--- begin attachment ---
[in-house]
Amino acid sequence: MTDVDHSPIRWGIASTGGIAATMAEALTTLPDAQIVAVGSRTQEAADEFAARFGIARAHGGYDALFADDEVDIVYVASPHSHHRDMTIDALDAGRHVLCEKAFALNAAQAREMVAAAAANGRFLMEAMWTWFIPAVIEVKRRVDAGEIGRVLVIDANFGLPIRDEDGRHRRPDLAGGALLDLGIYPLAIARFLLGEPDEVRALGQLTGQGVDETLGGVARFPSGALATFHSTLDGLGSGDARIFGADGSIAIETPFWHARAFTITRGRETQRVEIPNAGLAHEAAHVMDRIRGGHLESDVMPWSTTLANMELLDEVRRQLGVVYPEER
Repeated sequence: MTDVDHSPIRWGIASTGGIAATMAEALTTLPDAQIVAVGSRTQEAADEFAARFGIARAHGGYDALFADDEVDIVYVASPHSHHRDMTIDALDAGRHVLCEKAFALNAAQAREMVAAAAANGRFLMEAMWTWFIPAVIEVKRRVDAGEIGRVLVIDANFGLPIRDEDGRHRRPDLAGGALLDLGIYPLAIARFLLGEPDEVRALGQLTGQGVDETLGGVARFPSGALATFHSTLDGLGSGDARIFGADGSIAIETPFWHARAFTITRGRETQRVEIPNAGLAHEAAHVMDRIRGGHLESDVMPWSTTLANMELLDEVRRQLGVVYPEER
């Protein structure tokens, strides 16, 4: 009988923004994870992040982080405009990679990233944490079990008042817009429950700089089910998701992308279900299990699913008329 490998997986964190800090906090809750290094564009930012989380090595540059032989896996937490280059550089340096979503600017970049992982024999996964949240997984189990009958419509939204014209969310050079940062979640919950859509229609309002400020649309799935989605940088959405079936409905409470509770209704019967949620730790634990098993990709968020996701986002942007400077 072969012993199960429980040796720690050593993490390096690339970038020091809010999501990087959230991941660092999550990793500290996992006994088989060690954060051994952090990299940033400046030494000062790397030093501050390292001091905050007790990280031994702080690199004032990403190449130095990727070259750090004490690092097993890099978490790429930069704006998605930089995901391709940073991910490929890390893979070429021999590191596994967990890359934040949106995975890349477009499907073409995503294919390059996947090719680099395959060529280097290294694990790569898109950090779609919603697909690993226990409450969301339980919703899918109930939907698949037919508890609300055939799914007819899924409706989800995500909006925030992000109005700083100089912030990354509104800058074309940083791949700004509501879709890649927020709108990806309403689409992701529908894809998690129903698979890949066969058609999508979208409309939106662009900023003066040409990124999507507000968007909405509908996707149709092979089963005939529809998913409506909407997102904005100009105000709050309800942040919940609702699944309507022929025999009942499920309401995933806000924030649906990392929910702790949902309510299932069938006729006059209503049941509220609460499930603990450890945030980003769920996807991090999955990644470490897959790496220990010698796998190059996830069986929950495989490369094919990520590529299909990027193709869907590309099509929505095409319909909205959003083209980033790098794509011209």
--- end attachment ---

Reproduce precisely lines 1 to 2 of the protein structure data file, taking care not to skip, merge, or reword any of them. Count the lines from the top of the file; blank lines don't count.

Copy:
[in-house]
Amino acid sequence: MTDVDHSPIRWGIASTGGIAATMAEALTTLPDAQIVAVGSRTQEAADEFAARFGIARAHGGYDALFADDEVDIVYVASPHSHHRDMTIDALDAGRHVLCEKAFALNAAQAREMVAAAAANGRFLMEAMWTWFIPAVIEVKRRVDAGEIGRVLVIDANFGLPIRDEDGRHRRPDLAGGALLDLGIYPLAIARFLLGEPDEVRALGQLTGQGVDETLGGVARFPSGALATFHSTLDGLGSGDARIFGADGSIAIETPFWHARAFTITRGRETQRVEIPNAGLAHEAAHVMDRIRGGHLESDVMPWSTTLANMELLDEVRRQLGVVYPEER